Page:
I WRITE THIS editor’s letter looking out over eight acres of rolling Kentucky bluegrass, a barn, a chicken shed, and a few different breeds of chickens: Barred Rocks, Brahmas, Buff Orpingtons. Somewhere in the meadow there are 26 goats, also of varying breeds: Saanens, Boers, Kikos, and our herd sire, a Myotonic (yes, that is the fainting goat breed; no, I have not yet seen him faint).
A little off to the right is a quarter acre’s worth of garden, which in late May is producing spinach, lettuce, radishes, turnips, scallions, and mint. The tomato plants are still in the greenhouse. Yesterday we bought two hives of bees. Today we picked our first strawberries.
from frozen spinach to beehives
I grew up a city kid, or at least a typical American suburban kid: eating fish sticks and frozen spinach from the grocery store, drinking milk out of boxes in school lunches, admiring my father’s rose garden as “a thing of beauty and a joy forever,” but never imagining the freedom of playtime pursuits over vast acres. (I think my older daughter fancies herself as either Laura Ingalls Wilder or Lucy Pevensie.) In Sunday school, I learned to thank and praise God “for the beauty of the earth,” but not until we began this outdoor adventure did I realize quite how beautiful, diverse, and fragile that creation is.
Christians have sometimes had ambiguous thoughts about God’s creation. We know that the Bible tells us there will ultimately be a new heaven and a new earth, so we wonder how closely this earth is related to our ultimate home; some have cautioned against getting too attached to this earth or worrying too much about its care. Yet there’s also a strong strand in church tradition of finding joy in the creation, treating it as God’s “second book” from which we can learn about his nature, and stewarding its bounty.
Christians have written poetry, prose, hymns and sermons explaining how contemplating God’s wonders led them to a greater love of God. They have created art to capture its beauty; they have worked to farm and tend it, responding to the cycles of day and night, summer and winter that God put into the natural order. And they have reminded us how one of the charges God gave us in the Garden of Eden was to till and keep this world (Gen. 2:15).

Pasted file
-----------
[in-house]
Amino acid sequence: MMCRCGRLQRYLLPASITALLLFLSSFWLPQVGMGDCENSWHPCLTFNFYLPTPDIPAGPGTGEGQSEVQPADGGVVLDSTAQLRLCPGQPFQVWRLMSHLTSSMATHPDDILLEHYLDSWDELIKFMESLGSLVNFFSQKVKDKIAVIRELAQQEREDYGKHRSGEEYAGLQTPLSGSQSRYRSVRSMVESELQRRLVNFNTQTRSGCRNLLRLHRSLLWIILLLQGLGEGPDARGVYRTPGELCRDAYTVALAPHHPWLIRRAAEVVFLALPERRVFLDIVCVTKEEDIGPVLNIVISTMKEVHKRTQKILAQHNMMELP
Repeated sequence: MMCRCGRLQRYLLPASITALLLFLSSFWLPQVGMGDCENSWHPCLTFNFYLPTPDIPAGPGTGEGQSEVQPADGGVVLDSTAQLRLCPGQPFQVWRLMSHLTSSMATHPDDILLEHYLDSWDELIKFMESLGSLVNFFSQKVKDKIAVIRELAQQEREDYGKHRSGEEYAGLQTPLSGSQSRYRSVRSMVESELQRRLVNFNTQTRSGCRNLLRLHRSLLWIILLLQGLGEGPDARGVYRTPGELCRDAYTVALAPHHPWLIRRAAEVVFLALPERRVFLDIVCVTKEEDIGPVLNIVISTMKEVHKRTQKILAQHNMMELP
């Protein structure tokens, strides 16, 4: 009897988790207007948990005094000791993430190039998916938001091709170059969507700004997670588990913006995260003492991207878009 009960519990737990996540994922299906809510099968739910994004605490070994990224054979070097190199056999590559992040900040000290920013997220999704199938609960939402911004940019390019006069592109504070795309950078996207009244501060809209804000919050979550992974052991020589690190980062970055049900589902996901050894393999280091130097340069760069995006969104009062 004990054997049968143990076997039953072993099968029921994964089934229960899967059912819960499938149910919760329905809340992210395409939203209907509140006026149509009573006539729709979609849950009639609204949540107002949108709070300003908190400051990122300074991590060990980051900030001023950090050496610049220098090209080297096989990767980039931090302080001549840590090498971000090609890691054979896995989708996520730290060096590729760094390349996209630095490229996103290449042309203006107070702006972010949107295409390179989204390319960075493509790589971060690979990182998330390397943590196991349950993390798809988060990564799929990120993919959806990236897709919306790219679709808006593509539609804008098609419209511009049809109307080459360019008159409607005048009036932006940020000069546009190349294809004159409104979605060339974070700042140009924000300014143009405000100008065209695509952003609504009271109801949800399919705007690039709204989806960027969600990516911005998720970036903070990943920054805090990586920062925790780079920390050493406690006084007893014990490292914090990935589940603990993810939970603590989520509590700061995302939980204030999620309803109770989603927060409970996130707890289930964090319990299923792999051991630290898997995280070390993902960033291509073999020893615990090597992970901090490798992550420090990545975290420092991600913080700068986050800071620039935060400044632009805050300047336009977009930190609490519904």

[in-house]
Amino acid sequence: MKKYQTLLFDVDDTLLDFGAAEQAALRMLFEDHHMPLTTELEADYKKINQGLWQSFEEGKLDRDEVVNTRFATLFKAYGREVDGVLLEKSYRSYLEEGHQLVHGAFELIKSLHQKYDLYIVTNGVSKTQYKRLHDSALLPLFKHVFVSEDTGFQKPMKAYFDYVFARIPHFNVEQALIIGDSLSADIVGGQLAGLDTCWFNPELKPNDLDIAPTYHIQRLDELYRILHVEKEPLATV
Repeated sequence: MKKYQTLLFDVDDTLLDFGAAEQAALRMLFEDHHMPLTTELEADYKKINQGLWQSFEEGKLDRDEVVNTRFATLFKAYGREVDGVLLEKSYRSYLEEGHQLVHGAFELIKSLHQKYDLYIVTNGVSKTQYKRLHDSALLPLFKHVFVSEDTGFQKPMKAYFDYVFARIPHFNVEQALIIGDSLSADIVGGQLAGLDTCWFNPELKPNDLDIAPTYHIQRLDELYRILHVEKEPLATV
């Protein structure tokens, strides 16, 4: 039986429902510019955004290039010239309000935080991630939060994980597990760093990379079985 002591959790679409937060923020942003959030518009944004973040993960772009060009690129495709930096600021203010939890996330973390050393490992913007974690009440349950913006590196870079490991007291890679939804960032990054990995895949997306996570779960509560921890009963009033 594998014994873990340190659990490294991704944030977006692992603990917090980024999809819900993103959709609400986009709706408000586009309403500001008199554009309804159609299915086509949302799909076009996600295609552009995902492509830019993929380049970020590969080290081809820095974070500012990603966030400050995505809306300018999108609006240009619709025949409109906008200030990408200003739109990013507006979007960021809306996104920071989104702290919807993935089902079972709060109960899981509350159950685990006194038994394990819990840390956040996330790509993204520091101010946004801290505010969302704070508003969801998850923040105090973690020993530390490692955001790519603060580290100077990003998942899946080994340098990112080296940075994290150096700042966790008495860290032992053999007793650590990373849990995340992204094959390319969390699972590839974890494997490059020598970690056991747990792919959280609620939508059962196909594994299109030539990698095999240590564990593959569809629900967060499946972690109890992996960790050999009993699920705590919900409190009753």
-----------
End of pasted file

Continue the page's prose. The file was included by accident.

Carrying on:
So in this issue of Christian History, which we produced with generous support from the Templeton Foundation, we’ve tried to capture the essence of the work of these Christians. We’ll tell the history of how they have found God in nature, and along the way we’ll see some of the fruit (pun intended) of their inspiration in the form of art, poetry, hymns, and reflections.
When I look out my office window at the bluegrass and the goats (pictured below), it moves me to contemplation and prayer, as well as to stewardship and action, including on behalf of the “least of these.” We pray this issue does the same for you.
And now, if you don’t mind, I’m going to go enjoy another strawberry. CH
Jennifer Woodruff Tait
P.S. You can see more of my backyard on p. 8 of the printed magazine.
This article is from Christian History magazine #119 The Wonder of Creation. Read it in context here!
By Jennifer Woodruff Tait
[Christian History originally published this article in Christian History Issue #119 in 2016]
Cows and pigs, not leprechauns: Celts and creation
Celtic religion had an agricultural tinge.Garry Crites
Getting back to the land
How do we care for God’s creation?Ellen F. Davis
The Flower (excerpts)
A poem from The Temple (1633)George Herbert
Christians have talked about God’s creation as an inspiration and a responsibility for 2,000 yearsthe editor
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